Ramon Von Walker, president and CEO at Educate Mortgage, espouses the virtues of getting creative. “I think you have to be innovative,” he told MPA. “When the loans aren’t falling off the trees and you’re picking them off the ground, it makes for a different toolset in order to get in that tree and pick some loans up. So, the biggest thing individuals are going to have to do – some for the first time – is take a serious look at their business and take a look at what their niche is, what their identity is, what value they’re going to bring to the consumer and get extremely serious about developing a business plan and model that allows them still to get consumers. Because it’s a battle is basically what is it – you can call it a sport, or a battle or a war, whatever term or analogy you want to use – but at the end of the day, the pie has shrunk, and there’s going to be fewer people in it. But it’s still going to be extremely competitive.”

Leaner times will have the figurative effect of separating the wheat from the chaff, he suggested: “The competition comes into play, and the best win. Some people will leave the business. A lot of people will have enough in their coffers probably to sustain a little while. Hopefully they figure out what their business model is before all the money they made in 2020 runs out,” he added ruefully.

For his part, AmeriSave Wholesale president Matt Brenning suggested that industry players study their expenses. “Number one – and I hate to say it because it’s not something that’s innate for an originator to think about is expense management,” he said. “I think we’ve grown up the last couple of years as an industry and as originators thinking ‘I can spend my way into more leads, I can spend my way into conversion. I can shake a pot and have a bunch of loans fall out of it.’ If you were spending marketing dollars heavily in 2020 and 2021, be mindful of that in 2022 because your return’s going to go way down, your ROI is going to drop significantly and you might not get any ROI depending on how rates are if you’re going after refis. So, number one is have people look at their overall expense base.”

He expounded, noting how different this year will be from the refinancing explosion of the past couple of years that was fueled by historically low interest rates. “2022 is not a year to sign new contracts with another vendor or upgrade your LOS [mortgage loan origination system] in the sense that it’s going to cost you more every month. You need to be looking at ways to bring expenses down. I know that it sounds boring and cliché, but it is true. 2022 is a year for all of us – including a wholesale vendor or a broker – to look at expense.”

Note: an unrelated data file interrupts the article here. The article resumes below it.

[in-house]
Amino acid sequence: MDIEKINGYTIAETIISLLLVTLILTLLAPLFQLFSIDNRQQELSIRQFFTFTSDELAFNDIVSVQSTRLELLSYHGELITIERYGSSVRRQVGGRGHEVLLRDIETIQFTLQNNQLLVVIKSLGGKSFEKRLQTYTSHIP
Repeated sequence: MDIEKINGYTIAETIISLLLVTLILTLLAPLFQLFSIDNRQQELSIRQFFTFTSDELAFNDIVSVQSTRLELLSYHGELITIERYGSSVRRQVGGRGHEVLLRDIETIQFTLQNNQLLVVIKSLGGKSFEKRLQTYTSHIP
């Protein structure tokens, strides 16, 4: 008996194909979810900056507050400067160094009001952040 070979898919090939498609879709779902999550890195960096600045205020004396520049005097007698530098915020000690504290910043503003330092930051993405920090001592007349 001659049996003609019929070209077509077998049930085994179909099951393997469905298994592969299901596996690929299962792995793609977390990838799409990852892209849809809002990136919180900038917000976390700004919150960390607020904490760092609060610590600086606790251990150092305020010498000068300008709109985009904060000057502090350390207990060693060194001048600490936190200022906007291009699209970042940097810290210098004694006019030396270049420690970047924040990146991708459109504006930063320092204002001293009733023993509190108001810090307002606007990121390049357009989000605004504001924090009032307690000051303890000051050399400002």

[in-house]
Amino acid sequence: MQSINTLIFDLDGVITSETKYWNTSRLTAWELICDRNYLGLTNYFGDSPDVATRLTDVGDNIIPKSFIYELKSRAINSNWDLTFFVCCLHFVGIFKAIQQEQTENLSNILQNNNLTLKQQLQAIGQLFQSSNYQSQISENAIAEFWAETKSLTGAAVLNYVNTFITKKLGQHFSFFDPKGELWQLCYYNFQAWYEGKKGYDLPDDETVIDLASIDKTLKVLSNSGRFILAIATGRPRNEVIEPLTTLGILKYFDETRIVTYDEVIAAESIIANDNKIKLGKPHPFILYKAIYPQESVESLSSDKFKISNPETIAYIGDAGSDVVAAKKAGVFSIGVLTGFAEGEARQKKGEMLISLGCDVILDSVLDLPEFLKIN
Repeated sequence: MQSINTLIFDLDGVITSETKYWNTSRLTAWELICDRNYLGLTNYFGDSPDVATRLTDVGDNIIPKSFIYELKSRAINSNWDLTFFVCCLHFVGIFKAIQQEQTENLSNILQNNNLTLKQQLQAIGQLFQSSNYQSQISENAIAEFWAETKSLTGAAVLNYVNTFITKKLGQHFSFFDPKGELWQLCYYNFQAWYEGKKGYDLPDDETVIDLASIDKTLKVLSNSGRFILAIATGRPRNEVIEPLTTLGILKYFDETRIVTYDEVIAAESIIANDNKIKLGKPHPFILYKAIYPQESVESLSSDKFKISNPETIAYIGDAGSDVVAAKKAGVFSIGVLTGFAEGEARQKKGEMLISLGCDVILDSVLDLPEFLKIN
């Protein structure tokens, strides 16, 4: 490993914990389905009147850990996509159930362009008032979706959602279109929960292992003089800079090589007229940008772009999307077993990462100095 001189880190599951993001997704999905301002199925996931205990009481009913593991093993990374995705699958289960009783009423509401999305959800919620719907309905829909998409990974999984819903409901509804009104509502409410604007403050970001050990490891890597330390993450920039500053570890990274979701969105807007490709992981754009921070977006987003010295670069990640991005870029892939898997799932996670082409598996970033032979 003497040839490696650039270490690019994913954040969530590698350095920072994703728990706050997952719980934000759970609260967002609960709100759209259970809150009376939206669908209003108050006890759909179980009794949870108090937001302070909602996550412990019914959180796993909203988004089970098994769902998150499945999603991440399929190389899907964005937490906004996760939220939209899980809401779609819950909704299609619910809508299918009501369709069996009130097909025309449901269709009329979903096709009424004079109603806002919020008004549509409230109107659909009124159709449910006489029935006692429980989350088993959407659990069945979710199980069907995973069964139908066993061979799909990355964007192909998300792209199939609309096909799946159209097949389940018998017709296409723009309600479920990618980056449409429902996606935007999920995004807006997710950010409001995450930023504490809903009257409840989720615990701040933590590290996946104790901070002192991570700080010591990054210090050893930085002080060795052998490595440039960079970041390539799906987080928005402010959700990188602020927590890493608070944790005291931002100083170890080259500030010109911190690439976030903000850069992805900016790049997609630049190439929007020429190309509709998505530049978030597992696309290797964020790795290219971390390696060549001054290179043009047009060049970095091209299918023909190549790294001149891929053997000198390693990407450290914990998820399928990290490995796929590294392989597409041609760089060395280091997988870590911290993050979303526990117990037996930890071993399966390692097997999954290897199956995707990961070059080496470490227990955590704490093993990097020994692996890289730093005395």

Brenning also places a premium on having updated technology as one traverses 2022. “It’s time to re-evaluate technology,” he said. “If you’re still stuck in 1985 to 1995 – I’m not going to name who the provider is – you’re stuck. That technology is not keeping up with what your consumers demand. You need a point-and-click, point-of -sale system that you can blast out to a consumer just with their first, last name and email address.”

It’s time to ditch those antiquated systems, he intimated: “Some of the legacy systems that our brokers are operating on both their own technology, and some their lenders they’re working with, are dated beyond repair. I’d say be looking at your technology stack and be looking at the wholesale lenders you work with to make sure that the technology that they bring you allows you to feel bigger in your local market than you actually are. The power of a broker is the power of choice. Make sure those choices you’re providing your consumer base are the best ones from a tech, product, service and price standpoint. Don’t make light of that. Do an overhaul or a deep review of your wholesale lending panel and ask key questions around what kind of technology you’re using. What kind of things are you working on? What’s your product set look like? What’s it going to look like? Is your wholesale lender adapting to 2022 with you as a broker? Or are they stuck in their old ways and you’re going to quickly outgrow them as you pivot your business?”

Bottom line: “And then you’ve got to get out of your comfort zone,” he added. “You can’t keep doing what you did in 2020 and 2021. You can’t keep trying the same things over and over and expect the same result. 2022 is going to be a very different year.”